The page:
The reason why only the southern and eastern edges need to be repopulated is due to the offset to the south and east, which will overlap with chunks generated to the east and south - or the chunks which already exist along the western and northern sides, which will be populated when the chunks to their west/north generate, and is why you don't see any unpopulated chunks along those sides in a normal world ("unpopulated" actually marks a flag within each chunk which tells it to populate if the chunks to the south and east are present).
You have to deselect the area then only select the area that you want to repop; you definitely do not want to repop areas you've built in, especially if you use blocks like stone (including the variants) as ores and water/lava springs may generate in them, and the game will spawn passive mobs on top of your structures, even if there isn't any grass (only normal mob spawning depends on grass and light levels).
That has to do with the way the game populates chunks with features, as explained here (under "The Cause"), which is done so that features can cross chunk boundaries without loading more chunks (as the thread topic suggests this is very bad for performance and can even crash the game).
As for NBTExplorer, "msi" refers to a Windows installer and will set it up like a normal program with a folder in program Files, start menu ions, and all that; you may just want the "zip", which can be extracted to any folder and ran from there (it is pretty much a standalone program, it may require some .NET libraries but you probably already have them installed).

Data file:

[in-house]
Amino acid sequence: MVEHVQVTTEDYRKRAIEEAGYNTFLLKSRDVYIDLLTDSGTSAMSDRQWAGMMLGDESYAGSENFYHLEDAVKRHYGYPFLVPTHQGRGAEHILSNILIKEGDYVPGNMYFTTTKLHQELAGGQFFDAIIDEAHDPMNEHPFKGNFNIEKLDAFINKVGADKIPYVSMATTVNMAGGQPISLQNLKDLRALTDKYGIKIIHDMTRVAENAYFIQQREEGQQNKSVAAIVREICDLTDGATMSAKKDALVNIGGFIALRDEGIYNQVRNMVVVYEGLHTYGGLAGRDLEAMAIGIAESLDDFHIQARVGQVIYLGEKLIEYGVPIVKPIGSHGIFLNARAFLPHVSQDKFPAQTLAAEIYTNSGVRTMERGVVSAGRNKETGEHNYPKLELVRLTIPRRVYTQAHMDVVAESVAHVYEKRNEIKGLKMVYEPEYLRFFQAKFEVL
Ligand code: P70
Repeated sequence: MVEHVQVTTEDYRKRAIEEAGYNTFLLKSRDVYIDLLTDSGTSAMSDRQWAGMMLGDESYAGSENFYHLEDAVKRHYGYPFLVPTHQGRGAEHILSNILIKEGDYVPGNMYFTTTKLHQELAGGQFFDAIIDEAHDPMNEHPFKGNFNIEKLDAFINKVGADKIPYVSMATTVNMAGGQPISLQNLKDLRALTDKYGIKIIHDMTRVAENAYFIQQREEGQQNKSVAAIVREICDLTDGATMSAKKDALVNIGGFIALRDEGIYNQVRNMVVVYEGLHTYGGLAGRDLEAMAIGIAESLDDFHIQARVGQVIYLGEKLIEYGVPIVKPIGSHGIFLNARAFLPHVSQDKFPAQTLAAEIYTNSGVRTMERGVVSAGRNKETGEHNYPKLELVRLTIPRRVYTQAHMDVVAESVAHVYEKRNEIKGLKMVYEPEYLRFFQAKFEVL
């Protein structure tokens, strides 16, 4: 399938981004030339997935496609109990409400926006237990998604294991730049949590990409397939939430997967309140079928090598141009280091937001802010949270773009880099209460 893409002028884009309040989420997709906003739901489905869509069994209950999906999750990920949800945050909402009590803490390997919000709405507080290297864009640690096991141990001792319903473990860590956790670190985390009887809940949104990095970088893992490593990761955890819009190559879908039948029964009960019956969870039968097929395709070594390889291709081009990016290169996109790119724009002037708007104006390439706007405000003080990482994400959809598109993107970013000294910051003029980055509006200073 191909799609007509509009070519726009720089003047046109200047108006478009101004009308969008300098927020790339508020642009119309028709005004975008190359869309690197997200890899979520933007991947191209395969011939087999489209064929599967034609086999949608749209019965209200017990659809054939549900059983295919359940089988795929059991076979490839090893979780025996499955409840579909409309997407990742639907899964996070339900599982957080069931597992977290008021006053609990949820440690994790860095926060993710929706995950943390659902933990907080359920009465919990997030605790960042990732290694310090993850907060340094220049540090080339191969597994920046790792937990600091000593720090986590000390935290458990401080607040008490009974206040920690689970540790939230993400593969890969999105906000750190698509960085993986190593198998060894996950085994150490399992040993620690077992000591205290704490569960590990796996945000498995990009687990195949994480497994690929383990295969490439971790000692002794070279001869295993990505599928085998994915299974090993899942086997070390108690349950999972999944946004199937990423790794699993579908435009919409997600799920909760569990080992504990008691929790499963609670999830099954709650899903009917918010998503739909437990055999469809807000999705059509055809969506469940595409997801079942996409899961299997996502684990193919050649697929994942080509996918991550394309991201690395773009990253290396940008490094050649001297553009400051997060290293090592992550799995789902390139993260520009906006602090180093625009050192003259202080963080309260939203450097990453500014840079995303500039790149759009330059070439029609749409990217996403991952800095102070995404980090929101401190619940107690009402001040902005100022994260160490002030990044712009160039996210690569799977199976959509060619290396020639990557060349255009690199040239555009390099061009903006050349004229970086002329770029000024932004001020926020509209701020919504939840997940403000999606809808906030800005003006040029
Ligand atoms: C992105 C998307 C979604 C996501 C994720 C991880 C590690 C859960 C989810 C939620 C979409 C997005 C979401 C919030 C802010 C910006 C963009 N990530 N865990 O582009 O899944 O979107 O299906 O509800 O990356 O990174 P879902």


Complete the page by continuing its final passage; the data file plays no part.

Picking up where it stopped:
You can either use NBTExplorer to edit the seed in level.dat (saved under "RandomSeed"; note that this must be a number) and delete chunks as you did before or use MCEdit to copy your base to a new world (select the area and export as a schematic, then import into the new world, making sure that it is correctly aligned so terrain matches, and that the schematic does not extend outside of generated chunks). The former would be much easier to do since you'll lose everything in your inventory (including Ender chest) if you copy everything to a new world. However, if you delete chunks you also want to delete all the structure files (Mineshaft.dat, Village.dat, etc) inside the data folder so they regenerate correctly (otherwise they will have no mobs, chests, or spawners, and you may have extra structures which were recorded with a different seed generate), and make sure that the boundary between old and new chunks is mostly underwater or in biomes like plains or desert to minimize artifacts like cut-off trees (you'll also want to select the chunks along the southern and eastern edges and click on "repopulate", so it looks like this, to make sure that the game correctly populates new chunks next to them).
Can you post a screenshot of these "vertical walls"? Do they look like this?
Or like this?
If you see the first example it is because you did not actually delete the chunks, only the blocks within them, which will turn them into empty chunks filled with only air. Otherwise, if the "walls" are limited to differences in terrain height and biomes are different on either side then it is due to a different seed and the original seed is likely forever lost unless you remembered it or wrote it down, but it sounds like you were able to recreate the world (did you use the "recreate" button or did you make a new world with a seed that you remembered or wrote down? If the latter, the original world may have a different seed if you recovered it by replacing level.dat with a different file, which will change the seed unless you used the same one).